April 17, 2014
Tables of Soyga: the first cellular automaton?
Normally the history of cellular automata begins with von Neumann’s classical study of self-replicating systems in the 1950s. While clearly influenced by Turing’s discrete automata, this was the first paper using a grid of cells in different states where each cell changed each clock tick according to a fixed, universal rule. Even Stephen Wolfram seems to think so: “Despite their very simple construction, nothing like general cellular automata appear to have been considered before about the 1950s.”
But maybe von Neumann was scooped by a few centuries.
Liber Soyga is a early modern book. It was owned by Dr John Dee, the Elizabethan scholar, magician and government adviser (check out Leslie A. Rutledge’s entertaining “John Dee: Consultant to Queen Elizabeth I“). He mentioned it in a few locations, but the identity of the work was lost for many years. In 1994 Deborah Harkness managed some nice scholarly sleuthing and found copies at the Oxford Bodleian Library and the British Library (filed under an alternative, non-obvious title).The work contains various pieces of astrology, cabalism, lists of supernatural names and summoning formulas. At the end there are 36 36×36 squares of apparently random letters, labelled by the constellations (twice), planets, elements and the word “magistri”.
An example is the first square of Aries:
This is similar to many other early modern magical books: John Dee is himself famous among hermeticists for his “Enochian squares“. Exactly how the Soyga squares were to be used is apparently unclear; Dee himself tried asking the archangel Uriel if the book was any good but got told that it was above his clearance.
The next step of the story is that the Soyga squares were reverse engineered by Jim Reeds. He found the rule to generate them: a keyword is used to seed the left edge (the word is written downwards, followed by itself in reverse, in the right order, reverse, and so on – in the above example the word is “nisram”). Each cell depends on the cell to the left and above itself: the letter to the left determines how many steps forward in the alphabet to move from the letter above.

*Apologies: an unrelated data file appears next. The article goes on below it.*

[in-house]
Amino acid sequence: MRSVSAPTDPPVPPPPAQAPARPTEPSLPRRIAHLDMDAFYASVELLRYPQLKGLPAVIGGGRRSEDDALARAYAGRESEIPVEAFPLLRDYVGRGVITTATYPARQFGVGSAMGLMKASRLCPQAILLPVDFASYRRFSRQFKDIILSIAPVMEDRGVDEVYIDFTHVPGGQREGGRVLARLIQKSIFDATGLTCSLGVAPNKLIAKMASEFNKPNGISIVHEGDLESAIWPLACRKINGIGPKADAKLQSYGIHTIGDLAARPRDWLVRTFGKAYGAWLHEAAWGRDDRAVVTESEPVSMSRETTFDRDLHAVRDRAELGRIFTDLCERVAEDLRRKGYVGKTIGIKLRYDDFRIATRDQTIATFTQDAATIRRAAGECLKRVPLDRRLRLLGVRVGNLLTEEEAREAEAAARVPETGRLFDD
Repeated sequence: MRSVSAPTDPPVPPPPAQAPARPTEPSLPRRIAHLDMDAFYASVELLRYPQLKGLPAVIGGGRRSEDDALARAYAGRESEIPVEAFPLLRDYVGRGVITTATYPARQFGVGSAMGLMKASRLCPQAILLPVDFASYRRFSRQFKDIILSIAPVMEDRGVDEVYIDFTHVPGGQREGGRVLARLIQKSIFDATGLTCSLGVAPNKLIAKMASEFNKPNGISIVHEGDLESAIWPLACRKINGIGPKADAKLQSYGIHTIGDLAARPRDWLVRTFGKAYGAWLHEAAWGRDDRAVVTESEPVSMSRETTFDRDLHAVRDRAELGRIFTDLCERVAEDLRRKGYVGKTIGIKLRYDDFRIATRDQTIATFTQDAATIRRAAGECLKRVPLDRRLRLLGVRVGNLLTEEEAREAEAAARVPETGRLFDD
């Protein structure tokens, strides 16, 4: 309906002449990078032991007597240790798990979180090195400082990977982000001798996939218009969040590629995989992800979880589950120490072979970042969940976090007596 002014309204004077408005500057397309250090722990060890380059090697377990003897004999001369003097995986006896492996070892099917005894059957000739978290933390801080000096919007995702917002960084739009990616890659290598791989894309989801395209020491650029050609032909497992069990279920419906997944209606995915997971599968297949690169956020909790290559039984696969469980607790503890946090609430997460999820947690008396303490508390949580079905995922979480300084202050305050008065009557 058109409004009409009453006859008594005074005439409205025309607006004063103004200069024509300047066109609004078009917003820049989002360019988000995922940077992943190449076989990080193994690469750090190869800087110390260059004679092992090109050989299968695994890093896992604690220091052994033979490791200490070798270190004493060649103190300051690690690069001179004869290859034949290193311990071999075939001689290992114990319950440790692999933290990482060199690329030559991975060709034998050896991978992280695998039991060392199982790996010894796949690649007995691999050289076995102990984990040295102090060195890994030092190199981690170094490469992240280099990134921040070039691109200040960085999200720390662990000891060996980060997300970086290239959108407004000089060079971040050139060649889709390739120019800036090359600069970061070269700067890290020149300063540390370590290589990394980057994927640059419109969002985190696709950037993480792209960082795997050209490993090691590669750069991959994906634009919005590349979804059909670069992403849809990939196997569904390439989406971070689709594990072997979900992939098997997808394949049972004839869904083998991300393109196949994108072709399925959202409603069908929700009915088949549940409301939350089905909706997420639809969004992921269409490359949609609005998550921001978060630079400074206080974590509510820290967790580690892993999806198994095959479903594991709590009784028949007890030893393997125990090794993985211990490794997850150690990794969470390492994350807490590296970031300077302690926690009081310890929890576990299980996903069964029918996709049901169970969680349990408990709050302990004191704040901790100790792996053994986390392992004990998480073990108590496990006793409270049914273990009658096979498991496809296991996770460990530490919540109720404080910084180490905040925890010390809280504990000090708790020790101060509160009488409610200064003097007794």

L(i,j)= [L(i-1,j)+f(L(i,j-1))] mod 23, if L(i,j) is the letter in row i and column j. f() is an apparently arbitrary list of values. The top row is generated by L(1,j)= [L(1,j-1)+f(L(1,j-1))] mod 23, taking the left letter as the top letter too.
The Soyga Automaton
The cool thing is that this is essentially a 23 state 1D cellular automaton, where the time is running from the left to the right.The dynamics is strongly chaotic (class 3), producing an apparently random distribution of letters. There is a slight bias because of the top boundary condition: there are two attractor states along the top, one consisting of repetitions of ”dizb” and one of repetitions of “oy”. The oy attractor tends to produce a triangle of repeated “oy”. But even if the keyword is just “a” the pattern is chaotic (as demonstrated in the image at the top).
Using this kind of rule generically produces pseudorandom behavior: nearly any transition table f() will work. Some have triangle slices along the top of repeating patterns, but most seem to approach an even distribution of letter frequency.
That the dynamics is generically random for many-state automata is well known.